Should I file for divorce? Or custody? Is there an advantage?
I follow up with women who’ve had consults with us – with any of our attorneys, not just the ones who meet with me – after their appointments, just to make sure that they got their questions answered in the appointment.
I find that, in a lot of cases, they either forgot to ask something, or that, after they left the appointment and started thinking a little bit more about what the attorney said, they had a clarifying question to ask (or, like, twelve).
A lot of things can happen. Being in front of an attorney can be intimidating. We try really hard not to make it feel that way but, nevertheless, I think it still probably does. When you’re on the spot, too, it can be hard to think an issue all the way through, or spot any potential problems that you might run into. You might also hear a word or two that the attorney sort of explained in the moment, and you thought you understood, but then you close the door and go home and suddenly can’t make sense of it anymore. (I know how you feel; it happens to me all the time at the doctor’s office.)
We find it can be helpful to have someone – like yours truly – follow up. I enjoy it, too, because it helps me understand the questions that people are asking and to figure out where there are gaps in their understanding. If we’re not explaining things well enough, we need to know so we can do better!
I had one such question yesterday from a woman who met with one of our attorneys and was ultimately given a retainer agreement for a separation agreement.
As background, first I’ll just say that there are essentially two ways to get a divorce in Virginia: by an agreement negotiated between the parties, and in a litigated trial where a judge will decide (based on the evidence, exhibits, witnesses, and testimony introduced by the parties and/or their attorneys). That’s it – those are the only two ways.
Depending on what you’re using as your grounds will impact when you can file for divorce, since you can’t file until you have grounds. Using fault based grounds – so, adultery, cruelty, apprehension of bodily hurt, desertion, abandonment, or felony conviction – you can file as soon as those grounds exist, so long as you have a reasonable belief. You don’t have to prove it to file; you’ll prove it at trial.
If you use no fault grounds, though, you can’t file until you’ve been separated for a year (or six months if you meet two criteria: that you’ve signed a separation agreement, and that you have no minor children). The separation period is what makes up these no fault grounds, so you must be separated to file using them.
The woman asked me whether she should go ahead and file for divorce – and whether there was any advantage to her doing so – or maybe just custody?
Those questions, combined with realizing that she had been given a retainer agreement for a separation agreement, made me worry that she really didn’t leave the consult with an understanding of the actual procedure associated with either type of divorce, negotiated or litigated. That’s a big deal, mostly because actually understanding the goals is going to be key to reaching the outcome that you’re looking for.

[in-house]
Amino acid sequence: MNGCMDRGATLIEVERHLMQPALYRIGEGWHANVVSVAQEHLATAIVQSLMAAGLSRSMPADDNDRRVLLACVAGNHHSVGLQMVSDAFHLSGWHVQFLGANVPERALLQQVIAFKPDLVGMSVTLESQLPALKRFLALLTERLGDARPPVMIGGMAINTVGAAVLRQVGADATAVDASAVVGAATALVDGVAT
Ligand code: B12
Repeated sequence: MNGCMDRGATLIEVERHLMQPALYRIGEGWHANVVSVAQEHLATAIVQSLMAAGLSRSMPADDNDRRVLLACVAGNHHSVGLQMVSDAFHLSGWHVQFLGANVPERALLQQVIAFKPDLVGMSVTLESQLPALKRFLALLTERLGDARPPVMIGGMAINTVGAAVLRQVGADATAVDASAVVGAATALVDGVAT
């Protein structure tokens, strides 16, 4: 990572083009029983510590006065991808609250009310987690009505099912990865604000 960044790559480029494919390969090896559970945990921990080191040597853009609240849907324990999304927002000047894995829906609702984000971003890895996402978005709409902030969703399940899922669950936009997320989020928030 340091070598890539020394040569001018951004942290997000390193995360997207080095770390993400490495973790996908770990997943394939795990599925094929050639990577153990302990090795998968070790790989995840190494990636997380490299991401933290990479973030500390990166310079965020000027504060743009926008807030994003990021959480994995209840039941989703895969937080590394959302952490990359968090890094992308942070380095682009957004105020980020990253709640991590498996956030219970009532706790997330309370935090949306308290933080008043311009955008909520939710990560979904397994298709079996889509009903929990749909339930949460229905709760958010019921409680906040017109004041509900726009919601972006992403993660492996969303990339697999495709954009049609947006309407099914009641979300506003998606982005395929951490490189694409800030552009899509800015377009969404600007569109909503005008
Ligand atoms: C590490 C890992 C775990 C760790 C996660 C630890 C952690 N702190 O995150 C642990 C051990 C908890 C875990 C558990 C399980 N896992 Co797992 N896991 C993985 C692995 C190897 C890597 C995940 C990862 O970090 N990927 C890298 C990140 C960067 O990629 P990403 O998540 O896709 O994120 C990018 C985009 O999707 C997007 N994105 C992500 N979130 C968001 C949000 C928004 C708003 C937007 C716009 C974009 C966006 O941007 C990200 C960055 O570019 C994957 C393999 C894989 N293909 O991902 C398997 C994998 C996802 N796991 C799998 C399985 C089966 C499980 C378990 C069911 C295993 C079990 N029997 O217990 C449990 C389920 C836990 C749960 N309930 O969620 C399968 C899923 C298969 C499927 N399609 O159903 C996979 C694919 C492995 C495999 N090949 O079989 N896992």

I understand, from her questions, that she’s feeling really afraid. That she wants to do something. That she’s worried about custody, that she’s worried about being at a disadvantage. That she’d feel better, probably, if she could take some affirmative steps to protect herself. While I completely understand and sympathize, I also want divorcing women to exercise some caution – don’t just jump in headfirst without understanding the process or considering the consequences.
To file for divorce – or file for custody – would be a signal to this woman’s soon-to-be ex husband that she intends to litigate, rather than negotiate. Litigation is, without exception, a much more aggressive way to proceed, and, in many cases, can escalate tensions between the parties. It can make having a calm, rational discussion about settlement much more difficult.
While I know that there a situations where we have to be aggressive – like where he won’t pay any temporary support, he won’t disclose assets and liabilities, he refuses to sign a separation agreement, he’s wasting the assets, there’s domestic violence, there’s danger to the children, etc – there are also a lot of cases (maybe it’s even fair to say the majority of cases) where negotiation is a better first bet.
Filing for divorce – or custody – is not what you do, in most cases, before you negotiate. Though you can file on fault and then settle later, and many, many couples do ultimately settle, the actual act of pursuing litigation first can make that road a little longer and more winding than it would otherwise have been.
There’s no hard and fast rules here; each divorce follows its own path. But understanding the path you’re on and making decisions to keep yourself on that path is going to make more sense than going into the situation reactively. If this woman had filed for, say, divorce, or even just custody, rather than trying to stay the course and negotiate a separation agreement, I suspect that she’d have settled eventually – but it would take longer, cost more, and ultimately be much more contentious.
Talk to an attorney. Ask questions. Identify goals. Find a path that helps put you on track to reaching those goals. Follow up if you have questions or don’t understand something, but ultimately stay the course.
We’re here to help! I was so glad I could talk to this woman and help explain the process a little bit more so that she didn’t make big decisions without realizing the repercussions.